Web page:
New char

char3

New char

char4

New char

char5

New char

!

!

203C

 

 

 

 

 

 

 

 

 

*

=

2A6E

 

 

 

 

 

 

 

 

 

+

±

00B1

 

 

 

 

 

 

 

 

 

+

=

2A72

 

 

 

 

 

 

 

 

 

+

2213

 

 

 

 

 

 

 

 

 

:

2239

 

 

 

 

 

 

 

 

 

=

2261

=

2263

 

 

 

 

 

 

2192

 

 

 

 

 

 

 

 

 

.

=

2238

=

2250

.

=

2251

2A67

 

 

 

.

~

2A6A

.

=

223B

2A6D

 

 

 

 

 

 

/

226E

=

~

`

2270

2274

2278

2284

2280

 

 

 

=

 

 

 

 

 

 

2288

 

 

 

 

/

=

2260

=

2262

 

 

 

 

 

 

/

226F

=

~

`

2271

2275

2279

2285

2281

 

 

 

=

 

 

 

 

 

 

2289

 

 

 

/

~

2241

=

~

2244

2249

=

2247

 

 

 

:

:

2237

=

2A74

 

 

 

 

 

 

:

=

2254

 

 

 

 

 

 

 

 

 

/

</

 

=

~

2A87

22E6

=

~

2268

2A89

 

 

 

226A

22D8

 

 

 

 

 

 

=

2264

=

2266

22DA

2A8B

 

 

 

2276

=

2A91

 

 

 

 

 

 

~

2272

~

2A85

2A8F

 

 

 

 

 

 

2282

/

=

~

⊂/

 

2286

2AD5

2AD3

2AC7

=

=

 

~

 

228A

2AC5

 

2AC9

=

2ACB

`

227A

/

 

=

~

≺/

 

 

 

2AAF

2ABB

227E

=

~

=

 

~

 

2AB1

22E8

2AB3

 

2AB7

=

~

2AB5

2AB9

=

22DC

 

 

 

 

 

 

 

 

 

=

=

2A75

=

~

2A76

2A99

2A9A

2A73

 

 

 

 

 

 

=

22DD

 

 

 

 

 

 

 

 

=

:

2255

 

 

 

 

 

 

 

 

=

~

2242

 

 

 

 

 

 

 

 

/

>/

 

=

~

2A88

22E7

=

~

2269

2A8A

 

 

 

=

2265

=

2267

22DB

2A8C

 

 

 

226B

⋙   

22D9

 

 

 

 

 

 

2277

=

2A92

 

 

 

 

 

 

2283

/

=

~

⊃/

 

2287

2AD4

2AD6

2AC8

=

=

 

 

~

 

 

228B

2AC6

 

 

2ACA

=

2ACC

`

227B

/

 

=

~

≻/

 

 

 

2AB0

2ABC

227F

=

~

=

 

~

 

2AB2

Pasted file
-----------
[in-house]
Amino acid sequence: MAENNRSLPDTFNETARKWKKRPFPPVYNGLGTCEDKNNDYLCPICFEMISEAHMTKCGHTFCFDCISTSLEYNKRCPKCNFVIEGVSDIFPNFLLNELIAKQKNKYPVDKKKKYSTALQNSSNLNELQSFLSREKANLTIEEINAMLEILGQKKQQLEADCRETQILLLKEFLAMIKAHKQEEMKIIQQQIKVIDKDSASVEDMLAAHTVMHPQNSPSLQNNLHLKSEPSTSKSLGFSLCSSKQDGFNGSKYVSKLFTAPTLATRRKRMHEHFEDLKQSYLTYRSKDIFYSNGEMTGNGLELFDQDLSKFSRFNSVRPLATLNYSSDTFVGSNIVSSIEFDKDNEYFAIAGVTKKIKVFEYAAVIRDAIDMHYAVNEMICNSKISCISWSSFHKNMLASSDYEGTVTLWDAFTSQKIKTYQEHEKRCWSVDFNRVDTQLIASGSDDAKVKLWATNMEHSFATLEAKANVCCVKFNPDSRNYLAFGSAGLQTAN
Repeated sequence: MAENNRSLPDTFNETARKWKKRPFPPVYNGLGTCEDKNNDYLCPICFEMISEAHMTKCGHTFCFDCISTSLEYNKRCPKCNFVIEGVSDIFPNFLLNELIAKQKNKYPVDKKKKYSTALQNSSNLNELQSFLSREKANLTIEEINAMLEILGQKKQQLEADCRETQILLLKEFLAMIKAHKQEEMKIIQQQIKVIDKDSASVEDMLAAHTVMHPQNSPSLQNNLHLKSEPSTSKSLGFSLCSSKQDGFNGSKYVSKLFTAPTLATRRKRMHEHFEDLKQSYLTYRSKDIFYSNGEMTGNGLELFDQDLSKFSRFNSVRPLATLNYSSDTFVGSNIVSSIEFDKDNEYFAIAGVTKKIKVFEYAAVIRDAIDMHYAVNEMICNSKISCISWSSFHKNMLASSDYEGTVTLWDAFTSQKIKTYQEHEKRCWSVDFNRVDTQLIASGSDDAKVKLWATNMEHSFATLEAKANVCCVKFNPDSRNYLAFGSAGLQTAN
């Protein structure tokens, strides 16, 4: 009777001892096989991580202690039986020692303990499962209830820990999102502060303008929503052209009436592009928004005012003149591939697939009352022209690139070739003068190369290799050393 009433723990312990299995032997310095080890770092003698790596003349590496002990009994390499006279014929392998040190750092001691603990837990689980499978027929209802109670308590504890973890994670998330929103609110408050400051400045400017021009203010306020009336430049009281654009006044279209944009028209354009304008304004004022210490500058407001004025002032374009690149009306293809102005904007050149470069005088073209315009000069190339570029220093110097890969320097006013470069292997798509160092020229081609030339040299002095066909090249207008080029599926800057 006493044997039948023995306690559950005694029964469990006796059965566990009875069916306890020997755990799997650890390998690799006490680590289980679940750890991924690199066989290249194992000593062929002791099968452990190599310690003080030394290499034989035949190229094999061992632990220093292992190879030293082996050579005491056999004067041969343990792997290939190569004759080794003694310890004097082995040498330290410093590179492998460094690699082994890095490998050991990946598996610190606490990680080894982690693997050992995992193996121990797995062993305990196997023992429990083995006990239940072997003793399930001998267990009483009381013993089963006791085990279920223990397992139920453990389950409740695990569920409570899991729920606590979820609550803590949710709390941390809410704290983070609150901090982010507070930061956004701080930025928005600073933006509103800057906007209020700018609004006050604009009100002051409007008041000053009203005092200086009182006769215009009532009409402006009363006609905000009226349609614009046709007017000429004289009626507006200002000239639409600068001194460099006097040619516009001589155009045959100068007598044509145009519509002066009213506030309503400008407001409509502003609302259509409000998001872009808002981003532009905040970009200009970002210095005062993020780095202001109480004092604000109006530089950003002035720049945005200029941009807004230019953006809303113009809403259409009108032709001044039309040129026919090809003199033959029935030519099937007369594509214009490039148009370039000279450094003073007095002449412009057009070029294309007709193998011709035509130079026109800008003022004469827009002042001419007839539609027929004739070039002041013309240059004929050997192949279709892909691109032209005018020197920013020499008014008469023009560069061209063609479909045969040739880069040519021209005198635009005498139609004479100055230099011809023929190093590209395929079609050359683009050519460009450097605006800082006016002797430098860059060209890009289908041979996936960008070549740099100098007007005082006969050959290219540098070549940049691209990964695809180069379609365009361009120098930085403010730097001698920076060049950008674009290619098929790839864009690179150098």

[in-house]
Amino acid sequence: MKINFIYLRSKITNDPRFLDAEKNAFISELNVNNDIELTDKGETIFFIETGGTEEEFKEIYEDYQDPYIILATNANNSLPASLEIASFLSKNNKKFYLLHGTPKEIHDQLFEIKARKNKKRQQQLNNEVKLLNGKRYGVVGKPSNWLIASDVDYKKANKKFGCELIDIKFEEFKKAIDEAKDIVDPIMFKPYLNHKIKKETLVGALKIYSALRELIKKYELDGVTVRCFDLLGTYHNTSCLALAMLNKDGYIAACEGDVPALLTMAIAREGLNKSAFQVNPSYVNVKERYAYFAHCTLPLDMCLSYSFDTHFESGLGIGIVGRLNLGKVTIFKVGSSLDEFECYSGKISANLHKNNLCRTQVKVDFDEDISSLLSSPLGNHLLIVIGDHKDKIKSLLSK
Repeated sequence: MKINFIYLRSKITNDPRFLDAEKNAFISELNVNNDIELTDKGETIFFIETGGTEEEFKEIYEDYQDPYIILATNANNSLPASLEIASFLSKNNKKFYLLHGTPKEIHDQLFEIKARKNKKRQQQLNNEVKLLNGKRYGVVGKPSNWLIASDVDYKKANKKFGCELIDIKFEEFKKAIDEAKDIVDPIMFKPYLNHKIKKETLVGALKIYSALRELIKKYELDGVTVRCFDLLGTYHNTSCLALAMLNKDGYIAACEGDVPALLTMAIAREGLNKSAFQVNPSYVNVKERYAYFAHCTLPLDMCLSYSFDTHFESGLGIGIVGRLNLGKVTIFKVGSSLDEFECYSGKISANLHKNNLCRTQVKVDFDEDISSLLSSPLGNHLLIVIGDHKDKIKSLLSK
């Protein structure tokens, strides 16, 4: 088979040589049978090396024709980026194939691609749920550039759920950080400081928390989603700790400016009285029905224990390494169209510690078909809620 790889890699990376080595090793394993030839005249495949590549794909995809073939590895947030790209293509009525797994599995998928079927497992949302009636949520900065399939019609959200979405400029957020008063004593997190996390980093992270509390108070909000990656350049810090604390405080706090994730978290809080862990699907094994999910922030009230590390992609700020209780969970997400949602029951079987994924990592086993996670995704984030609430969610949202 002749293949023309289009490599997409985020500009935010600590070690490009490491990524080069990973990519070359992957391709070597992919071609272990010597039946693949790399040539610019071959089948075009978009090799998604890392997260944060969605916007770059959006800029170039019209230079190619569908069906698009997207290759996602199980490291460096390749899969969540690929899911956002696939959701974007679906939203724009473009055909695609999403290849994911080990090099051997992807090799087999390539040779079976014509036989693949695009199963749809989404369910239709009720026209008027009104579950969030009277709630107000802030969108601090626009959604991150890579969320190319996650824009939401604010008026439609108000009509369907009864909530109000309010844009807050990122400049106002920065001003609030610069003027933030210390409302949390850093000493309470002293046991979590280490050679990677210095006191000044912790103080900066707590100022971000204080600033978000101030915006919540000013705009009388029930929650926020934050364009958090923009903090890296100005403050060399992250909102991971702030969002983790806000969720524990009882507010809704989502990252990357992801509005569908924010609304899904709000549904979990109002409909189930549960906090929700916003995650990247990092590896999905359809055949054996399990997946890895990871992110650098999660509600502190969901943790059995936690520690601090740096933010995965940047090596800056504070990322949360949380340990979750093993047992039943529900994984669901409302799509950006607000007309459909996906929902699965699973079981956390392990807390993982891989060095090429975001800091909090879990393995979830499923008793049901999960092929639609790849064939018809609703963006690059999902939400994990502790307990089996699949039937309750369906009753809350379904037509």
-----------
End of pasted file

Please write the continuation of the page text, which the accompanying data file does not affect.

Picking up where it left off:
22E9

2AB4

 

2AB8

=

~

2AB6

2ABA

~

2273

~

2A86

2A90

 

 

 

 

 

 

~

/

~/

 

=

2246

 

 

 

 

 

 

~

2A9D

=

2A9F

 

 

 

 

 

 

~

=

2243

=

~

2245

2A6C

 

 

 

 

 

 

~

2A9E

=

2AA0

 

 

 

 

 

 

~

~

2248

=

~

224A

224B

=

2A70

 

 

 

 

 

 

 

 

 

 

 

 

 

 

 

 

 


Comments (5)

  1. WY says:

    I would be happy to share my Autohotkey script and documentation, if you're interested.

  2. WY says:

    When it comes to a combination of 2 punctuations or keyboard symbols, the hotkey approach, which usually involves 2 keystrokes, does not have an advantage. Thus, the targetted characters in this table do not need hotkeys.

  3. Hermann Klinke says:

    I would just like to point out that I've uploaded the new version of my notation that you can download from the same links in the previous post. The new version includes almost all of the symbols shown in this table and  fixes all the issues that were found in the previous post. My notation should now be working pretty much the same in all Office 2010 products. I plan to include every symbol that is available in the Math Ribbon in the next version of my notation.

  4. Hermann Klinke says:

    FYI: the symbol ⋍ cannot be produced with ~= and ⋝ cannot be produced with => in OneNote 2010 and PowerPoint 2010 because ~= is hard coded to produce ≅ and => is hard coded to produce ⇒. It does work in Word 2010 though where no symbols are hard coded. You can check my documentation for hard coded symbols on the "Differences" page.

  5. Hermann Klinke says:

    @Anyone using my notation: I've just uploaded version 1.2. I highly recommend upgrading to it because it fixes many issues and it's not going to be changing so much in the future as I've made all of the breaking changes I wanted in this version.